Do I still harbor resentment? Absolutely, though strangely - more at the "system" than at the man who used it to his advantage.

Do I have regrets? Certainly not, when it comes to the way I've cared for my kids.

The cost of raising children is enormous, but when you're gifted with bright and talented children, you count your blessings. You don't pass up the opportunities they earn, even if it requires narrowing your own options to support their ambitions. It's my belief that this is the job of a responsible parent.

I made my choices - freely, consciously, enthusiastically - to set my children on the path of their dreams, inspired by their talent, their drive, and their willingness to work damn hard.

I have pushed - sometimes mercilessly - and they have achieved, winning their way into excellent colleges on merit scholarships, which was the only way to guarantee an education.

Flash forward two more years, as incidents of non-cooperation have persisted on occasion, and financial scuffles have not disappeared. Yet from what my sons tell me, there have been times when my ex has gone out of his way to be good to them. And for that, I'm glad.

So here we are, in the midst of graduation season. Cue my anxiety, worry over the expense of airfare and hotel, and the anticipated awkwardness of dealing with my ex. Fortunately, for the first time ever, I was facing one of these gatherings with a man at my side - a man who goes the extra mile for me and for my kids.

Though I fretted over how to introduce my current partner to my ex - not wanting the man in my life to judge me by the one I once married - I was nonetheless relieved to enjoy the festivities with "reinforcements."

And I reminded myself that first and foremost this was about my son. I wanted him to experience the best possible weekend, with no drama or interference from anyone.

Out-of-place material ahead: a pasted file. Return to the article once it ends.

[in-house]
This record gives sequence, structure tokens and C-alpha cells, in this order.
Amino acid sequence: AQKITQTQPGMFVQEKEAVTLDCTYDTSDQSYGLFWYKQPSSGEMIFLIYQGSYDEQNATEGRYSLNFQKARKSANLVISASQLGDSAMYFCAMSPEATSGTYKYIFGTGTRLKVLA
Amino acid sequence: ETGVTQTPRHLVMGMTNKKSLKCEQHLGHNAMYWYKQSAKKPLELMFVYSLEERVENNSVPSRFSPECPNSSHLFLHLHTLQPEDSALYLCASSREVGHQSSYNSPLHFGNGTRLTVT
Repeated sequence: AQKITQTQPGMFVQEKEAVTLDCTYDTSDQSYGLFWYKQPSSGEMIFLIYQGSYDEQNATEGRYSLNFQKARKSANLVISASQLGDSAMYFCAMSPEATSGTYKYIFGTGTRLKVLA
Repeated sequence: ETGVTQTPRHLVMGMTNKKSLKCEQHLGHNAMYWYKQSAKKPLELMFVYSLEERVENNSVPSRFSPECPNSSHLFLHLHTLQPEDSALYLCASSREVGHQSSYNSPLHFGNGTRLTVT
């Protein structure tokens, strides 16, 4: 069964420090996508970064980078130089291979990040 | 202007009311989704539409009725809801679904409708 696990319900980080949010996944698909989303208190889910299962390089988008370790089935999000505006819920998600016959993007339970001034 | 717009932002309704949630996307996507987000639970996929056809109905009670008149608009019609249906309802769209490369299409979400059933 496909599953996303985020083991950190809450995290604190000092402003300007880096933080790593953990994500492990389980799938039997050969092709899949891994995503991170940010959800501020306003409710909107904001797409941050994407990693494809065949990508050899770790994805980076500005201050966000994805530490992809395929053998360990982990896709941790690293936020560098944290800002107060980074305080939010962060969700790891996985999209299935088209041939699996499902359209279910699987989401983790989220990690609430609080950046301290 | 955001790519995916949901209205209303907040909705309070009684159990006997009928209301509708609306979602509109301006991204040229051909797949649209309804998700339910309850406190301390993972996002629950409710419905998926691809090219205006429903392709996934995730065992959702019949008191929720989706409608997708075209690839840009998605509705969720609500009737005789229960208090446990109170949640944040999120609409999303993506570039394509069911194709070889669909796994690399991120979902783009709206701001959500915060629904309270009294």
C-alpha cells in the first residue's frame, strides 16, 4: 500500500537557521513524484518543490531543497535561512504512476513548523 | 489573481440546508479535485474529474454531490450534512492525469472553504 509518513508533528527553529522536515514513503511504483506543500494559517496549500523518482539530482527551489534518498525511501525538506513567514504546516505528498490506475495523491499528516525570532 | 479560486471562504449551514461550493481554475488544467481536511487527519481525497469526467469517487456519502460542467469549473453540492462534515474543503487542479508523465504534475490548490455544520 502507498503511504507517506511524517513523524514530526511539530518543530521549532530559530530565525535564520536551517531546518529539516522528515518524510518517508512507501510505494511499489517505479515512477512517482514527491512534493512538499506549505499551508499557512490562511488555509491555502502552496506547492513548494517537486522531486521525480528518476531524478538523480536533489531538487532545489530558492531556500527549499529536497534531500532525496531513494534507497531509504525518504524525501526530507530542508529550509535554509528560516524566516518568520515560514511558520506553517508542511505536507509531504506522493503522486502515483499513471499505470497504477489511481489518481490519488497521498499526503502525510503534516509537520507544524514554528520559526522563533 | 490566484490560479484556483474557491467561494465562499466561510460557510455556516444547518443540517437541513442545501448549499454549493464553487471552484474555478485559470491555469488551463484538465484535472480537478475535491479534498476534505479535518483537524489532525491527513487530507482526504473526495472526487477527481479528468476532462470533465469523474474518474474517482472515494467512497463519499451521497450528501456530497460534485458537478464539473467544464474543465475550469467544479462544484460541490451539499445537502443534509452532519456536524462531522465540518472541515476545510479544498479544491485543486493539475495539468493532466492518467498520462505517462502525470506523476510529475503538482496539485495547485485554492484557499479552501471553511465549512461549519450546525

For those of you who are dealing with a similar scenario - regardless of the occasion you may be attending - here is the checklist that I kept in mind:

• This is not about you, this is not about your ex; this is all about celebrating your child.
• Better to say nothing than something you will regret.
• Travel with extra migraine medicine!
• Dress in something that enhances confidence, and makes you feel spectacular.
• Focus on the great kid who will don that cap and gown with pride.
• Be gracious with everyone (kill 'em with kindness).
• Be grateful if you're accompanied by someone you love.

Our graduation extravaganza took place last week. While there were a few glitches, overall, it was a wonderful couple of days. I shared unforgettable moments with my firstborn son, and have a deepening appreciation for the man in my life.

As for the actual "face time" with my ex and his family, it boiled down to a few minutes, and everyone was on good behavior. Whatever our status and our grievances, isn't that how it should be for our kids?